ISTANBUL: Turkey’s Islamic-rooted Justice and Development Party prepared Monday to form a single-party government after a stunning election win that strengthens the hand of President Recep Tayyip Erdogan but drew sharp criticism from the White House and European election observers.
The conservative Islamic-leaning AKP reclaimed the majority it lost just five months ago, confounding opinion polls that had predicted another hung parliament.
Erdogan declared the outcome a vote for “stability” after renewed conflict with Kurdish rebels and a wave of bloody jihadist attacks, and called on the entire world to respect the result.
But the United States, a key ally of Turkey, and two European election observer missions expressed concern over the campaign, particularly the crackdown on media critical of Erdogan.
White House spokesman Josh Earnest said the US was “deeply concerned that media outlets and individual journalists critical of the government were subject to pressure and intimidation during the campaign.”
“We have both publicly and privately raised our concerns about freedom of the press, freedom of speech and freedom of assembly in Turkey,” he said.
His remarks echoed the findings of European election observers.
While voters were given a choice between genuine alternatives, “the rapidly diminishing choice of media outlets, and restrictions on freedom of expression in general” caused “serious concerns,” Ignacio Sanchez Amor, head of an observer mission from the Organisation for Security and Cooperation in Europe said.
“Unfortunately, the campaign for these elections was characterised by unfairness and, to a serious degree, fear,” said Andreas Gross, head of the Parliamentary Assembly of the Council of Europe (PACE) delegation.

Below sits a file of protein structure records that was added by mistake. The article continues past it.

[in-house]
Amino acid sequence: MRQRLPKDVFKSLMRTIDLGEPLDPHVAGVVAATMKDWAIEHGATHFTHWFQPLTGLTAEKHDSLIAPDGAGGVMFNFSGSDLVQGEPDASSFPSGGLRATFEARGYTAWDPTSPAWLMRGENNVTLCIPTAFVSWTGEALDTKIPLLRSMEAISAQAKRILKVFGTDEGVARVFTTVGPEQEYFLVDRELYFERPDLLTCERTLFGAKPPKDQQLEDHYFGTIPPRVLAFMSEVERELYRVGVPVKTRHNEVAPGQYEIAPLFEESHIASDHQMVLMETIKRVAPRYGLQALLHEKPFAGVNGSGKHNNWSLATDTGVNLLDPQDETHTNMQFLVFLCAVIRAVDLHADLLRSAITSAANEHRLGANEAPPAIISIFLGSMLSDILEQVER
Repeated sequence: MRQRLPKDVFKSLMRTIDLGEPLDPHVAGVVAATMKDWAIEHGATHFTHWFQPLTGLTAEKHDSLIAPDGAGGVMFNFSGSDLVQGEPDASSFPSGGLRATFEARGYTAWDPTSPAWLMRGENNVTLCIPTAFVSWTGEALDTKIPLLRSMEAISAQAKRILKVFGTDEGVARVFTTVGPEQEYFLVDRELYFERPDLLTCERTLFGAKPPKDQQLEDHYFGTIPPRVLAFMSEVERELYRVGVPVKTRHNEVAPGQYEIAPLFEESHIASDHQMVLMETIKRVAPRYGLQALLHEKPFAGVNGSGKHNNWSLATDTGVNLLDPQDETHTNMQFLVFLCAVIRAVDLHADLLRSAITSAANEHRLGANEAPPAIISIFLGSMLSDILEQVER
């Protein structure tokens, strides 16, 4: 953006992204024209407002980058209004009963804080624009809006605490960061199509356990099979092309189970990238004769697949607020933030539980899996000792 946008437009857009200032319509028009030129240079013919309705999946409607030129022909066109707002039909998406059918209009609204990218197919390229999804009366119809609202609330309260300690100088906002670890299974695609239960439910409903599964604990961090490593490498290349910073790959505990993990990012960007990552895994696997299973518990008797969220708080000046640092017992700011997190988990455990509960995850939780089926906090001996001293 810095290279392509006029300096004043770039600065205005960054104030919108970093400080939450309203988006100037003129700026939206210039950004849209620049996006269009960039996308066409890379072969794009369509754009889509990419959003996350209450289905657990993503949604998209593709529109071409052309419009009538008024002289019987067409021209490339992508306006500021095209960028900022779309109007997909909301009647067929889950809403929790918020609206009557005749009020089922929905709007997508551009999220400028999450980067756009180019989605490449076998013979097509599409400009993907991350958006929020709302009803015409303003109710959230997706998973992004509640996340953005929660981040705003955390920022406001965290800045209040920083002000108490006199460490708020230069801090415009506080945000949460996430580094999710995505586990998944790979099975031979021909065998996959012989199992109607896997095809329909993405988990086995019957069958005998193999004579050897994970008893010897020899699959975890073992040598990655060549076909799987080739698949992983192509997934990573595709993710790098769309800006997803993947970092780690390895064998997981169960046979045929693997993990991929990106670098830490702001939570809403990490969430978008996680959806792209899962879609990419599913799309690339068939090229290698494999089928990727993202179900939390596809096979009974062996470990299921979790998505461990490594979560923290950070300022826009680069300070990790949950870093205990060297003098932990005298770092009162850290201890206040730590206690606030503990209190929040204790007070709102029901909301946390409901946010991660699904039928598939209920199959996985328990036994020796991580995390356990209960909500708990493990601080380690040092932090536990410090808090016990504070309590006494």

The clampdown on media continued on Monday, with the arrest of the editor of Istanbul-based magazine Nokta over a cover story on Erdogan’s win entitled: “The start of civil war in Turkey.”
The magazine was accused of inciting the public to commit a crime, the Dogan news agency said.
Turkey’s main opposition Cumhuriyet newspaper meanwhile labelled the AKP win a “victory of fear”.
Columnist Can Dundar said Turkey’s already highly polarised society was split in two between “those who are ready to die for Erdogan and those who cannot stand him anymore.”
The AKP secured almost half the vote to secure 317 seats in the 550-member parliament, according to the latest results.
Turkish stocks and the lira soared on the results, which ended the political uncertainty stoked by the inconclusive June vote.
The outcome is a huge personal victory for the 61-year-old “Sultan” Erdogan, who may now be able to secure enough support for his ambitions to become a US-style executive president.
That has set alarm bells ringing about how much power will rest in the hands of a man who critics say is already showing signs of growing authoritarianism.
Analysts voiced concerns that a stronger AKP could pursue its attacks on opposition-held businesses and media and maintain a hardline stance on the Kurdish crisis.
Prime Minister Ahmet Davutoglu called on all parties to agree on a new civilian constitution to replace a 1980 military-drafted charter.
“Let’s work together towards a Turkey where conflict, tension and polarisation are non-existent,” he told thousands of supporters outside AKP headquarters in Ankara.
While AKP supporters were jubilant, many Turks greeted the election result with deep disquiet.
“I’m horrified. I don’t want to live in this country anymore because I don’t know what is awaiting us,” said Guner Soganci, 26, a waitress in Istanbul.
The AKP lost its majority for the first time in 13 years in June when the pro-Kurdish People’s Democratic Party (HDP) entered parliament in a historic breakthrough.
Analysts said the resurgence in fighting between government forces and the outlawed Kurdistan Workers’ Party (PKK) a month later appeared to strengthen the ruling party at the expense of the HDP, which barely scraped past the 10-percent threshold need to remain in parliament.
Besides the HDP, there was also disappointment for the main opposition Republican People’s Party (CHP), which had hoped to join a coalition, and support for the Nationalist Movement Party (MHP) also fell.
Turkey was rocked in the run-up to the election by a string of attacks blamed on the Islamic State group, including twin suicide bombings at an Ankara peace rally last month that killed 102 people.